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Nowhere to Hide” by Zaradasht Ahmed wins the IDFA Award for Best Feature-Length Documentary. We are extremely happy for Zaradasht - who developed the project at ESoDoc 2015 - and his whole team for the great work on this powerful film!

Photo credit: Nordnorsk Filmsenter / NNFS Facebook Post

"Nowhere to Hide" by Zaradasht Ahmed

After the Americans left Iraq in 2011, a male nurse named Nori Sharif was asked to report on the state of his country, providing unique access into one of the world’s most dangerous and inaccessible areas – the “triangle of death” in central Iraq. Working in the local hospital in Jalawla, he filmed the victims of war over the course of five years. The shocking images show families torn apart, maimed and damaged by the violence in Iraq. And every day more arrive, as the conflicts continue and life is disrupted by attacks over and over again. Often it isn’t even clear who the adversaries are. But the threat level increases, and when the Iraqi army pulls out in 2013 because of militant groups, the population flees – accompanied by the majority of the hospital staff. Sharif is one of the few who remain. When IS advances on Jalawla in 2014 and finally takes over the city, Sharif continues to film. Then he too has to flee at a moment’s notice, to bring himself and his family to safety.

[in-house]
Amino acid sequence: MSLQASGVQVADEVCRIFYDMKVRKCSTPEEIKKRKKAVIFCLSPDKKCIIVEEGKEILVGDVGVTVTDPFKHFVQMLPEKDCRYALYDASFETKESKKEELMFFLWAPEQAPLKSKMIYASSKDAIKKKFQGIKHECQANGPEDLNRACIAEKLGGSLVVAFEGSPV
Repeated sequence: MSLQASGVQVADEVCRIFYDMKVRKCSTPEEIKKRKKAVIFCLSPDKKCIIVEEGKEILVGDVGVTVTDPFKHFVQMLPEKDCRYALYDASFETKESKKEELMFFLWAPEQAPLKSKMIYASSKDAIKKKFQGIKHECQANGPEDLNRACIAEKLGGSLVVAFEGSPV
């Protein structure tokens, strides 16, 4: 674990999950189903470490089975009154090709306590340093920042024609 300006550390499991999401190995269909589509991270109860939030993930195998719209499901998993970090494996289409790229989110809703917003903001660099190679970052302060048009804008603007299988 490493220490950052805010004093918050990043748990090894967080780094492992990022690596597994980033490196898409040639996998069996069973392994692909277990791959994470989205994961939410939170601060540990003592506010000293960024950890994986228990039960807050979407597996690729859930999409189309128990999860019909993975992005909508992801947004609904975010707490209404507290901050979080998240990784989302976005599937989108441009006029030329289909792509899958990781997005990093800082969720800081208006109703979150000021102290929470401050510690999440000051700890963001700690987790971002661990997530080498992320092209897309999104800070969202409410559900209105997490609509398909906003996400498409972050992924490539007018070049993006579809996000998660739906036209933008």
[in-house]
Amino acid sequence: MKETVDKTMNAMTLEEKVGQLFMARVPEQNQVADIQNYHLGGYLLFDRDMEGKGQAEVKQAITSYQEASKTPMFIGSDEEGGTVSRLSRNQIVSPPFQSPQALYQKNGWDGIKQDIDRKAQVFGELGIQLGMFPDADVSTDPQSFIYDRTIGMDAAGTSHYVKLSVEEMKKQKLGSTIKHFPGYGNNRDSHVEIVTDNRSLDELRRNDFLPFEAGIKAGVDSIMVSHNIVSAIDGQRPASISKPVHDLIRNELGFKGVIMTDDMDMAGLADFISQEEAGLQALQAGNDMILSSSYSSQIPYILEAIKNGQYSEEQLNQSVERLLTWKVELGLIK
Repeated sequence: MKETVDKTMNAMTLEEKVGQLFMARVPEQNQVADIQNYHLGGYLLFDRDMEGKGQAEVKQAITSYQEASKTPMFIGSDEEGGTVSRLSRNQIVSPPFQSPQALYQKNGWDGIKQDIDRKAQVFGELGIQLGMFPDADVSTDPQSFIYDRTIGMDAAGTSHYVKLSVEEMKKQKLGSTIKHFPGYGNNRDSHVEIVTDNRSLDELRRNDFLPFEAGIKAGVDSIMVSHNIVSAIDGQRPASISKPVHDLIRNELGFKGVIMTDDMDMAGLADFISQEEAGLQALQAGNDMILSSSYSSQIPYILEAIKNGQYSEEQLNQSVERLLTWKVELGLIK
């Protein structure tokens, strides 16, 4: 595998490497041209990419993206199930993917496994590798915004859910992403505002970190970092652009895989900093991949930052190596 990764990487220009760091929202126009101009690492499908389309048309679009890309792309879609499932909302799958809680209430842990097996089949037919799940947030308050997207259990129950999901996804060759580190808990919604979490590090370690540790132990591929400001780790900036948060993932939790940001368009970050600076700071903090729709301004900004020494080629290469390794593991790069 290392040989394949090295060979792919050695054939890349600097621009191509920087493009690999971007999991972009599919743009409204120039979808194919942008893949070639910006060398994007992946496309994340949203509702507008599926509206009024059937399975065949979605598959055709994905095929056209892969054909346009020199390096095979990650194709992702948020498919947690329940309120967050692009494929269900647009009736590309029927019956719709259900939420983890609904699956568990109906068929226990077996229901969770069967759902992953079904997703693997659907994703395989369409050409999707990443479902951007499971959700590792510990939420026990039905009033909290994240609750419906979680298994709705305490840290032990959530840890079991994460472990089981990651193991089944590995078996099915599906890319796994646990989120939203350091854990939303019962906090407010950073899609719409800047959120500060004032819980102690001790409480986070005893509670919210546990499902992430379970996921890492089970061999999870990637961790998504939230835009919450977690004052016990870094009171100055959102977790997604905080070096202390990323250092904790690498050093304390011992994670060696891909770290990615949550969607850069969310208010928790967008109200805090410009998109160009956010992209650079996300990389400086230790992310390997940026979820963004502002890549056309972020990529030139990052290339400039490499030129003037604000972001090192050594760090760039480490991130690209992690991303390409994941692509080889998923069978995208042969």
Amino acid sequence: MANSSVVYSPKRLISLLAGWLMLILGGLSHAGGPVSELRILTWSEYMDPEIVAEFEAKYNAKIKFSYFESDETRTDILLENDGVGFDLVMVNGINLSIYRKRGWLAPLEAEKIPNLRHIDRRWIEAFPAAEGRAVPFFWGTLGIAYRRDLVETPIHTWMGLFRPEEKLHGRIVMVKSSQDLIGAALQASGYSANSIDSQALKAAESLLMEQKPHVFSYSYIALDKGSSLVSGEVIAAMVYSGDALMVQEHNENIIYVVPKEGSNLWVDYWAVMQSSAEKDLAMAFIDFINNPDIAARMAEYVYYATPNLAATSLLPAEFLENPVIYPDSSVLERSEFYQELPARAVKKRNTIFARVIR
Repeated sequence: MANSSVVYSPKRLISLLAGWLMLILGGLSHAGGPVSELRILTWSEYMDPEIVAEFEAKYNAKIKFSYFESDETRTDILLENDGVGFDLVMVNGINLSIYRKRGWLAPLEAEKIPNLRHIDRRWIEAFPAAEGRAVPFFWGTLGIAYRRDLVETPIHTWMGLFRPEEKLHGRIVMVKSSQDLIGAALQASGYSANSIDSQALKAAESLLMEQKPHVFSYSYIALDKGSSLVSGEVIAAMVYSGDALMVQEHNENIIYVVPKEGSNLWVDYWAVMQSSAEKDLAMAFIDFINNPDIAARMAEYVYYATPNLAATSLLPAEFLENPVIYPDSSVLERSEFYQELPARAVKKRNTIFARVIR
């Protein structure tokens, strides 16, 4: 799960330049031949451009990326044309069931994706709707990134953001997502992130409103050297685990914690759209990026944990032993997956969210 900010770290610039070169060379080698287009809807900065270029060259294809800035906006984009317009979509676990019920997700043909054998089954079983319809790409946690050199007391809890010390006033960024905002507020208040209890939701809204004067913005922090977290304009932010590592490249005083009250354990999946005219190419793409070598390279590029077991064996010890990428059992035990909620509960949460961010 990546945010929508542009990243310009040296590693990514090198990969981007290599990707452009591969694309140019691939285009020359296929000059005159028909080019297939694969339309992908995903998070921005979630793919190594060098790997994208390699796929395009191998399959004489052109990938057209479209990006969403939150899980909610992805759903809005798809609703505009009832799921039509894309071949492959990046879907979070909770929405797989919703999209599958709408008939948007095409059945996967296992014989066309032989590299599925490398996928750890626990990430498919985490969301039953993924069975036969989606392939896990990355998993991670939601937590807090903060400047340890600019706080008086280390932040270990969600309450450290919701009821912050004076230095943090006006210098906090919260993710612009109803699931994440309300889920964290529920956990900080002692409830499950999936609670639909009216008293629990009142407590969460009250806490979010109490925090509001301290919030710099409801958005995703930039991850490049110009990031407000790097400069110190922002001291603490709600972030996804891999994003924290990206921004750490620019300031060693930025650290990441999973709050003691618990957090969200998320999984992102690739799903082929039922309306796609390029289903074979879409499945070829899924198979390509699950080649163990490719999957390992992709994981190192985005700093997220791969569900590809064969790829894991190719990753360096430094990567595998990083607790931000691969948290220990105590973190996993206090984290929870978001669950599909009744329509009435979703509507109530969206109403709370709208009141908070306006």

More info about the film: http://www.nowheretohidedocumentary.com/ 

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Another important award - the VPRO IDFA Audience Award - goes to "La Chana" by Lucija Stojevic, who developed the project at ESoDoc 2013. Congratulation to Lucija and her whole team!

"La Chana" by Lucija Stojevic

In the 1960s and 1970s, Antonia Santiago Amador, alias “La Chana,” was a hugely popular flamenco dancer – until she suddenly vanished from the public eye, at the height of her career. After she played a role in the Peter Sellers film The Bobo (1967) the star invited her to Hollywood, but it wasn’t to be. In her baroque boudoir in Barcelona, the frail and elderly dancer now reveals the reason her career came to such an abrupt end. Meanwhile, she prepares to give a performance together with friends and family – these days she has to dance sitting down, but her footwork is still impressive. The camera follows her as she makes paella with her daughter or teaches young dancers, demonstrating the complexity of the fiery flamenco footwork. Supported by abundant footage of spectacular dance and outstanding flamenco music, this intimate portrait is an ode to the elderly gypsy artist, for whom swirling skirts might be a thing of the past, but whose passion burns as strongly as ever.

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